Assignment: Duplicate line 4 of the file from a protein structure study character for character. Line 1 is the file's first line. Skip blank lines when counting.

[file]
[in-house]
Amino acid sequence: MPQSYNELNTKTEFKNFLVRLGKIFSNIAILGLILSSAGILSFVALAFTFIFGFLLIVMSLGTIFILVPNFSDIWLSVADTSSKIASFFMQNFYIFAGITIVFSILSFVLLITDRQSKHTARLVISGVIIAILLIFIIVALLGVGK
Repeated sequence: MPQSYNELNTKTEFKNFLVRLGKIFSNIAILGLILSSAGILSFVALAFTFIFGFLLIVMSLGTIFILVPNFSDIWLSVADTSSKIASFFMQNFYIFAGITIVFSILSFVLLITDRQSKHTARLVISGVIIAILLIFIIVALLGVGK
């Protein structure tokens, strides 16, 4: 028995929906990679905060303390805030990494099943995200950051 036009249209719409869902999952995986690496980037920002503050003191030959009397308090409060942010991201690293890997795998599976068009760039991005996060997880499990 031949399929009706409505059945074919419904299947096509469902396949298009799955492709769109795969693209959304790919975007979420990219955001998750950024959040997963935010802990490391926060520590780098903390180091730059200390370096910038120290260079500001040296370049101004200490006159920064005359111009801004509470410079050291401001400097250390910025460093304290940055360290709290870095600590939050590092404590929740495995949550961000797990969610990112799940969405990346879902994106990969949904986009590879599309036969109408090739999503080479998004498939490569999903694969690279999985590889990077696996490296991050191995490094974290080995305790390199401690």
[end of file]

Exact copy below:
């Protein structure tokens, strides 16, 4: 028995929906990679905060303390805030990494099943995200950051 036009249209719409869902999952995986690496980037920002503050003191030959009397308090409060942010991201690293890997795998599976068009760039991005996060997880499990 031949399929009706409505059945074919419904299947096509469902396949298009799955492709769109795969693209959304790919975007979420990219955001998750950024959040997963935010802990490391926060520590780098903390180091730059200390370096910038120290260079500001040296370049101004200490006159920064005359111009801004509470410079050291401001400097250390910025460093304290940055360290709290870095600590939050590092404590929740495995949550961000797990969610990112799940969405990346879902994106990969949904986009590879599309036969109408090739999503080479998004498939490569999903694969690279999985590889990077696996490296991050191995490094974290080995305790390199401690």